Verbal memory deficits are arguably the most common cognitive abnormalities in biological relatives of schizophrenia patients. Because verbal memory is a complex cognitive function, it is necessary to differentiate its intact and compromised aspects in order to reveal aberrant neural systems that reflect genetic risk in relatives of schizophrenia patients. Using an experimental verbal memory task, we examined encoding, free-recall, repetition priming, and recognition of verbal material in 22 schizophrenia patients, 22 first-degree biological relatives of schizophrenia patients, and 23 nonpsychiatric control participants. Schizophrenia patients exhibited intact repetition priming, but worse size judgment task performance (encoding), recall, and recognition than the control participants. Biological relatives of schizophrenia patients exhibited intact size judgment task performance, repetition priming, and recognition, but a free-recall deficit. Although size judgment task performance at encoding was associated with recall of verbal material in schizophrenia and control groups, in the relative group encoding performance was associated with the degree of repetition priming. Findings are consistent with impaired explicit recollection of verbal material, but intact implicit verbal memory in schizophrenia patients and biological relatives of schizophrenia patients.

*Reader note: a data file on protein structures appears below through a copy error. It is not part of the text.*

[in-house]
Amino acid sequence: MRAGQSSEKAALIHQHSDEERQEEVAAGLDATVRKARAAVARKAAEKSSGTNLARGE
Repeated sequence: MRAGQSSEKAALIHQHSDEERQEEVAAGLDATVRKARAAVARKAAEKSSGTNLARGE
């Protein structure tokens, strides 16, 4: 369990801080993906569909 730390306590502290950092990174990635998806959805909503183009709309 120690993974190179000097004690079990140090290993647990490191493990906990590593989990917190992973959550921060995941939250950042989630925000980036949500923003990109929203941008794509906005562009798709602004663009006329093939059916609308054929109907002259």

Bibliographical noteFunding Information:
This work was supported by Research Advisory Group and Merit Review grants awarded by the Department of Veterans Affairs to Dr. Sponheim, and by the Mental Health Patient Service Line at the Veterans Affairs Medical Center, Minneapolis, MN, the Mental Illness Neuroscience Discovery (MIND) Institute, and the Minnesota Medical Foundation. We thank Dr. Ken A. Paller for providing word stimuli for the verbal memory task. Results were presented in part at the National Conference for Undergraduate Research, Salt Lake City, UT (2003).
- Explicit memory
- Genetic risk
- Verbal memory